Univ of Michigan - School of Nursing, Ann Arbor, MI, United States
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Measuring Sedentary Behavior in People with Chronic Obstructive Pulmonary Disease (COPD)
- Published on May 20, 2019
Introduction: Sedentary behavior (SB) is a growing health problem, especially for older people with chronic diseases such as COPD; in fact people with COPD are among the least active. SB is defined as waking behavior less than or equal to 1.5 METS while sitting, reclining, or lying. Accelerometers, such as the ActiGraph (AG) are commonly used to measure SB, but the ActivPAL (AP) is considered the gold standard. There are several option for processing AG data, including use of filters and non-wear time algorithms, which will affect measures of sedentary time. People with COPD walk slowly, increasing the chances that some physical activity will be undetected with the AG and they are so sedentary that some sedentary time could be misclassified as non-wear time with the AG.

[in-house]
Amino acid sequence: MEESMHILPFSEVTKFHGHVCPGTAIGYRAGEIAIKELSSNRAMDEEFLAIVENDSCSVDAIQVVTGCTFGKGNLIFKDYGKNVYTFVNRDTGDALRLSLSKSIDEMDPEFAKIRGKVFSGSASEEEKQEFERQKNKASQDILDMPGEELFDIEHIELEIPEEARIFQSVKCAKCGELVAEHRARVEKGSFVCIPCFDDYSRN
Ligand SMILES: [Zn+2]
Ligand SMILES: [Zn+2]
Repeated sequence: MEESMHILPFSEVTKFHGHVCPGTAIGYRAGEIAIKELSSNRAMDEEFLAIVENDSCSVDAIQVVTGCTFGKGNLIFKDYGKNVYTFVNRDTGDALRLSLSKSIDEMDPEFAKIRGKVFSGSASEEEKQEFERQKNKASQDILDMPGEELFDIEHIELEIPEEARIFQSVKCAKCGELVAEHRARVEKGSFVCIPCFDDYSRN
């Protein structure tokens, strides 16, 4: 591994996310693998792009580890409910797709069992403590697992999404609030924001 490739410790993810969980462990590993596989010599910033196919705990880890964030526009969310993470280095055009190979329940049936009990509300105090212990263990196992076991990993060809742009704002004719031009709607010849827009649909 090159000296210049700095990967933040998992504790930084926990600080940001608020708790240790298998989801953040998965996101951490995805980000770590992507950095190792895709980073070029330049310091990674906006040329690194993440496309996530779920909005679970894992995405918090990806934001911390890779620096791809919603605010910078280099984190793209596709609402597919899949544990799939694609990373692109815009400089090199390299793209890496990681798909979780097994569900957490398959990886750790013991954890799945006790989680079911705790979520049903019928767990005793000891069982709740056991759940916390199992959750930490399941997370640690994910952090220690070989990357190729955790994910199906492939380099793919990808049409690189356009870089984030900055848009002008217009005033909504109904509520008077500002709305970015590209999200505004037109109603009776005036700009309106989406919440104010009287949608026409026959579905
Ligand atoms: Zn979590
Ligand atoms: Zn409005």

Purpose: To examine the effects of two filter and three non-wear algorithms when processing AG sedentary time data and to determine which methods have the strongest agreement with AP measured sedentary time.
Methods: Thirty-four older adults with COPD wore AG and AP monitors concurrently for 7 consecutive days. Each participant’s AG data was processed using six different methods, using all possible combinations of two filters (normal and low frequency extension) and three non-wear algorithms (60 min., 90 min., and 120 min.) that identify non-wear time based on the minimum duration of no activity. The Bland-Altman method was used to assess concordance in sedentary behavior time (min./day) between AP and each of the AG estimates.
Results: Mean sedentary time was 649.3 (SD 116) min./day as measured by the AP. When measured by AG mean sedentary time ranged from 639 (102) to 686 (104) min./day, depending on the combination of filter and non-wear algorithm used in data processing. Concordance correlation coefficients between AP-measured sedentary time and AG-measured sedentary time ranged from 0.388 to 0.511. The AG low frequency extension filter with the 60-minute non-wear algorithm resulted in the highest concordance correlation and a low mean difference between sedentary time measured by the two devices (4.4 (106) min./day).
Conclusion: For people with COPD the AG measures of sedentary time are reasonable accurate if the appropriate filter and non-wear algorithm are used. The combination of the AG low frequency extension filter with the 60-minute non-wear algorithm provides the most accurate method for processing AG sedentary data in older adults with COPD.